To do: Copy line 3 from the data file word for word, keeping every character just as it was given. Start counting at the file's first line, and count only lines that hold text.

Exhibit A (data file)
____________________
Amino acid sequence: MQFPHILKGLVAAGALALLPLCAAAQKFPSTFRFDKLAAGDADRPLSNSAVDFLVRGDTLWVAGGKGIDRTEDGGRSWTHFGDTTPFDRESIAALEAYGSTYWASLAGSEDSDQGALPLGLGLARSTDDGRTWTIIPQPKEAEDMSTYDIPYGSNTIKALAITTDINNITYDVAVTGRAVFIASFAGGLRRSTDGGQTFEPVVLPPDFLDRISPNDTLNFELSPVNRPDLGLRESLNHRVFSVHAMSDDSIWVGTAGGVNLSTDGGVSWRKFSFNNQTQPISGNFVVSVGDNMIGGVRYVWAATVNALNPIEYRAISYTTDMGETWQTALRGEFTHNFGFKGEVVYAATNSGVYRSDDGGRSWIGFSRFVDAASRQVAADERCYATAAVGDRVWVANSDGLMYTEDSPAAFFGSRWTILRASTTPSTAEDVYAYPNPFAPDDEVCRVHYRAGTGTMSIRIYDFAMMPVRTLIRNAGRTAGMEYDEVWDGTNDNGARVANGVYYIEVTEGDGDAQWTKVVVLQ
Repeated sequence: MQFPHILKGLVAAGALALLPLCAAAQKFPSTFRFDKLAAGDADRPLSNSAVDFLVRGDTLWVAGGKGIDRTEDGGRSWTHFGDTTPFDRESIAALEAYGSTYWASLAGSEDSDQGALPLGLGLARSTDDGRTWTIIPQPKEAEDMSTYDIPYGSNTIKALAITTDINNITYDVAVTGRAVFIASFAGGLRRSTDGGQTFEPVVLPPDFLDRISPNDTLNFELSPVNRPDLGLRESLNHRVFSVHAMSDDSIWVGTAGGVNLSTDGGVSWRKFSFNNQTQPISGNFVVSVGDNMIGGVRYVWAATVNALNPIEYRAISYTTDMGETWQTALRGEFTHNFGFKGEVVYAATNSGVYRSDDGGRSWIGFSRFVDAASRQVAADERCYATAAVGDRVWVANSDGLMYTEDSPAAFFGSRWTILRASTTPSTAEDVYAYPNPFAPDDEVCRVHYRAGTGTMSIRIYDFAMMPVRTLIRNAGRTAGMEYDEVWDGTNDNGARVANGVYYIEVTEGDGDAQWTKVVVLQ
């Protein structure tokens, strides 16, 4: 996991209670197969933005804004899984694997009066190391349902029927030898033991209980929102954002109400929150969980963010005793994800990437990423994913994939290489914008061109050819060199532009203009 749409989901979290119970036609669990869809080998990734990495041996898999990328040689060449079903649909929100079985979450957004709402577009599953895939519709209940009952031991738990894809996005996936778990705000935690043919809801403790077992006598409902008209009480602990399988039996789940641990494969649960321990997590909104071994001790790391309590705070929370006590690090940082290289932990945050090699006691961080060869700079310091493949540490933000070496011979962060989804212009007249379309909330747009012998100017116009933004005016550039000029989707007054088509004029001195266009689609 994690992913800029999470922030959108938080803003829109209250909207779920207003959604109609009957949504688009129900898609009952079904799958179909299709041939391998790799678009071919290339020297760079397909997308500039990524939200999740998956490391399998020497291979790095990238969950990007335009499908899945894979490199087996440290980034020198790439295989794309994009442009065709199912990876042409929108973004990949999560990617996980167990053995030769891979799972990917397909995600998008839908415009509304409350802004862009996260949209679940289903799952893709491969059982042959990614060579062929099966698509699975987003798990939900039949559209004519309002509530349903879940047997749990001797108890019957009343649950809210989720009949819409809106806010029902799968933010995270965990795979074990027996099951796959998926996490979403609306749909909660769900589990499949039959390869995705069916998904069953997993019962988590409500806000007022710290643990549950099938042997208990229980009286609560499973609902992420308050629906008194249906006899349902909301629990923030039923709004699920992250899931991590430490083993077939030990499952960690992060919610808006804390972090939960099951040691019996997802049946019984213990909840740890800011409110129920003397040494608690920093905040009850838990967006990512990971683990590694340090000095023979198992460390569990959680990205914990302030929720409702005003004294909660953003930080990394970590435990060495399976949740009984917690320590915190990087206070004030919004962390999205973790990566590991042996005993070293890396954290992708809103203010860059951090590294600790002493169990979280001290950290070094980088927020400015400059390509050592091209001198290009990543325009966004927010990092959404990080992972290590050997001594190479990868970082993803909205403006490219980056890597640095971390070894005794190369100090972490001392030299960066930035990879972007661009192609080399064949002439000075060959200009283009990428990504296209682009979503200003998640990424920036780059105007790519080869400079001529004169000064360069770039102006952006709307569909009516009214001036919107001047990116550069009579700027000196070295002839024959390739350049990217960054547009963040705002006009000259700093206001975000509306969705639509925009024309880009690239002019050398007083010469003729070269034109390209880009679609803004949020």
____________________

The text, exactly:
């Protein structure tokens, strides 16, 4: 996991209670197969933005804004899984694997009066190391349902029927030898033991209980929102954002109400929150969980963010005793994800990437990423994913994939290489914008061109050819060199532009203009 749409989901979290119970036609669990869809080998990734990495041996898999990328040689060449079903649909929100079985979450957004709402577009599953895939519709209940009952031991738990894809996005996936778990705000935690043919809801403790077992006598409902008209009480602990399988039996789940641990494969649960321990997590909104071994001790790391309590705070929370006590690090940082290289932990945050090699006691961080060869700079310091493949540490933000070496011979962060989804212009007249379309909330747009012998100017116009933004005016550039000029989707007054088509004029001195266009689609 994690992913800029999470922030959108938080803003829109209250909207779920207003959604109609009957949504688009129900898609009952079904799958179909299709041939391998790799678009071919290339020297760079397909997308500039990524939200999740998956490391399998020497291979790095990238969950990007335009499908899945894979490199087996440290980034020198790439295989794309994009442009065709199912990876042409929108973004990949999560990617996980167990053995030769891979799972990917397909995600998008839908415009509304409350802004862009996260949209679940289903799952893709491969059982042959990614060579062929099966698509699975987003798990939900039949559209004519309002509530349903879940047997749990001797108890019957009343649950809210989720009949819409809106806010029902799968933010995270965990795979074990027996099951796959998926996490979403609306749909909660769900589990499949039959390869995705069916998904069953997993019962988590409500806000007022710290643990549950099938042997208990229980009286609560499973609902992420308050629906008194249906006899349902909301629990923030039923709004699920992250899931991590430490083993077939030990499952960690992060919610808006804390972090939960099951040691019996997802049946019984213990909840740890800011409110129920003397040494608690920093905040009850838990967006990512990971683990590694340090000095023979198992460390569990959680990205914990302030929720409702005003004294909660953003930080990394970590435990060495399976949740009984917690320590915190990087206070004030919004962390999205973790990566590991042996005993070293890396954290992708809103203010860059951090590294600790002493169990979280001290950290070094980088927020400015400059390509050592091209001198290009990543325009966004927010990092959404990080992972290590050997001594190479990868970082993803909205403006490219980056890597640095971390070894005794190369100090972490001392030299960066930035990879972007661009192609080399064949002439000075060959200009283009990428990504296209682009979503200003998640990424920036780059105007790519080869400079001529004169000064360069770039102006952006709307569909009516009214001036919107001047990116550069009579700027000196070295002839024959390739350049990217960054547009963040705002006009000259700093206001975000509306969705639509925009024309880009690239002019050398007083010469003729070269034109390209880009679609803004949020």